And of course, if it were possible to create a detector and coding scheme that worked well enough, neutrino communications would be the most perfectly insecure method ever.

This sort of proposal is the kind of thing that gets picked up by con-men who cobble together some apparatus that investment bankers haven’t a clue about.

But then, hmm. Maybe I should. Make a bundle.

Posted by BrPH | Report as abusive

Seems like a good idea. But, there are a few issues…Unless only one-way communication is desired, two neutrino generators (particle accelerators) will be needed to send messages. Actually, this may be a small issue. There are desk-top accelerators currently in use.

The main problem is, based on current neutrino detection capability, the receivers (neutrino detectors) would; a) need to be very large, and b) need to be protected from the multiple other sources of neutrinos and neutrino generating particles. “a” makes receivers expensive, and “b” is why the current detectors are located deep under the ground, or under the ocean, or deep in the ice. These requirements limit the receiver location, and add to the cost of neutrino communication. Also, with the possibility of interference from other sources of neutrinos, comes the possibility of miscommunication.

Posted by tflahive | Report as abusive

“Once upon a time, both physics and derivatives had beautiful, simple models: quantum electrodynamics and Black-Scholes, respectively. But nowadays they’re both vastly more complex.”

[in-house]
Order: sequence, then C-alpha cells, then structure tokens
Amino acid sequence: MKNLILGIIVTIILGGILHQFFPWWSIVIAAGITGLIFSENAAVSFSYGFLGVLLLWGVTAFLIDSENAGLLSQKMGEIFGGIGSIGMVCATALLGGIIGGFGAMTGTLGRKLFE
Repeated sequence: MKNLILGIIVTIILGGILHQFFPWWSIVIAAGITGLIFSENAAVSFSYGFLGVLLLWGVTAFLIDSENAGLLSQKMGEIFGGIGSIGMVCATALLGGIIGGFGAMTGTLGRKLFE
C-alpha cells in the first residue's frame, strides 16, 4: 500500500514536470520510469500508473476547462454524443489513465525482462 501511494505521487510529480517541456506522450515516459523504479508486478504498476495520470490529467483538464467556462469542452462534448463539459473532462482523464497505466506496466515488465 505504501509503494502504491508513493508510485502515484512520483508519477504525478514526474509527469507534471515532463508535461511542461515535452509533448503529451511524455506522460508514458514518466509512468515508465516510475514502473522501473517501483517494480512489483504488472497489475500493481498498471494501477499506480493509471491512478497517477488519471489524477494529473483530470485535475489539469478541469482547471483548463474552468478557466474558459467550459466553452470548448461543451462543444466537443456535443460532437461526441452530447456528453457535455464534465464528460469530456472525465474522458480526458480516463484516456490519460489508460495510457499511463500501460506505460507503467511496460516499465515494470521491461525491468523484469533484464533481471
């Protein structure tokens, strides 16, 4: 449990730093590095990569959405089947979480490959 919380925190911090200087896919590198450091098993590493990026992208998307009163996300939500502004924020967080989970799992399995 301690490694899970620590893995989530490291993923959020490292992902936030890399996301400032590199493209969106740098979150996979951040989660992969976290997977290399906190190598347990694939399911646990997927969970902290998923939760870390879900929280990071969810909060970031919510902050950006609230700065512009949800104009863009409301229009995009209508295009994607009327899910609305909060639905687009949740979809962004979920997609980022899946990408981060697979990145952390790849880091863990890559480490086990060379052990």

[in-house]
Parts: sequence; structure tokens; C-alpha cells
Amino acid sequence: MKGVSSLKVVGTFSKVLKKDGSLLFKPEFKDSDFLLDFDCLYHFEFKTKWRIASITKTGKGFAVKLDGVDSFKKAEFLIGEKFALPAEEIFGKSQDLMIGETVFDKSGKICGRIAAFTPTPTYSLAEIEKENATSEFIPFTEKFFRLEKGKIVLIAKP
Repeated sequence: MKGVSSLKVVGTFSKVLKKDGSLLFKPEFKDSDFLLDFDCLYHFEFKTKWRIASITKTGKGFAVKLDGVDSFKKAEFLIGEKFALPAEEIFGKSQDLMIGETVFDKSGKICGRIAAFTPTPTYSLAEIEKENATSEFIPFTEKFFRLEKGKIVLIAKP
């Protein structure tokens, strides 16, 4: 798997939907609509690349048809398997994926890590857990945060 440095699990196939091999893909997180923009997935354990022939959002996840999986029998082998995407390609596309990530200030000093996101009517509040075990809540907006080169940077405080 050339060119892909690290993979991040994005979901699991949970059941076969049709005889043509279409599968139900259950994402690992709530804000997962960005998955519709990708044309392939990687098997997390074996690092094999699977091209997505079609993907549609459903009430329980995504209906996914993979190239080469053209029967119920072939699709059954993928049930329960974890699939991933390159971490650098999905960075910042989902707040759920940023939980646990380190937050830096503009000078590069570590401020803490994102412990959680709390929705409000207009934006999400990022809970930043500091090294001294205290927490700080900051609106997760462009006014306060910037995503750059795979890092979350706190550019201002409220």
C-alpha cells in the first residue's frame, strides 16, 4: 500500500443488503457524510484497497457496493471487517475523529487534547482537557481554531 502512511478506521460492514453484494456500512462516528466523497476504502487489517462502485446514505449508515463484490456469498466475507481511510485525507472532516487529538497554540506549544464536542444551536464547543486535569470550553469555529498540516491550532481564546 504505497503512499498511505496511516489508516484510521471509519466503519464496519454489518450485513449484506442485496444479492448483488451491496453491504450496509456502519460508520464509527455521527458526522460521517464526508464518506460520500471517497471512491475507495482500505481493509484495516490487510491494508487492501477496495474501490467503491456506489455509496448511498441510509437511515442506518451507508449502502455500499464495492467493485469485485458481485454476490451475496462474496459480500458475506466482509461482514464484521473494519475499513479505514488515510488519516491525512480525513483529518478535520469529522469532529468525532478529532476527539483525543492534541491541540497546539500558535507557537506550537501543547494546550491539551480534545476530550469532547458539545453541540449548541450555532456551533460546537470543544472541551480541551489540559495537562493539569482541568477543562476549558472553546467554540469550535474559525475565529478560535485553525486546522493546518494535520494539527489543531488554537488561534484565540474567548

But the big difference is that QED was, in its domain, an extremely successful theory that matched experimental results to a high degree of accuracy. Other quantum field theories have been built on its foundation, to describe larger aspects of particle physics, but QED itself has never been superceded.

One could not make this claim about Black-Scholes.

Posted by Moopheus | Report as abusive

Well, there’s a bandwidth problem. Exactly how many neutrinos would you have to capture (above noise) to get a signal that would be profitable enough to pay for the project? You need to know that number because there’s also an itsy-bitsy detection problem– the linear dimension of a detector that would capture, say, half the neutrinos in a beam is on the order of light-years. Yes, light-years.

Posted by MattF | Report as abusive

Detection-schmetection.

If some college dropout can get $87 billion for automating 20-somethings’ address books, I’m sure my colleagues on Wall Street can drum up a few billion for this excellent notion.

Posted by EpicureanDeal | Report as abusive

That is, investors have funded plenty of business plans in which the likelihood of producing potential future economic value makes detecting a single neutrino look almost certain.

Posted by EpicureanDeal | Report as abusive

So, all this investment to save 44 milliseconds. And the rationale is for arbitrage? And that arbitrage disappears as soon as the other guy gets access to the same technology?

I’ve got a bridge for sale…

Posted by Bernanke | Report as abusive

And if neutrinos can go faster than light, you could tell somebody in New York about a cabinet shuffle in Tokyo before the cabinet even HAD been shuffled in Tokyo.

Okay … that faster-than-light thing turns out to have been some sort of technical glitch. One can dream, though.

Posted by Christofurio | Report as abusive

“right through the center of the earth”

So, neutrinos don’t interact with 10^24 kg of rock, but can be easily picked up at the other end by a hypothetical $10 gizmo that does what the entire planet can’t; stop a neutrino.

Posted by Thadah | Report as abusive

as indicated above, they are especially good for sending information that does not need to be received.

Posted by q_is_too_short | Report as abusive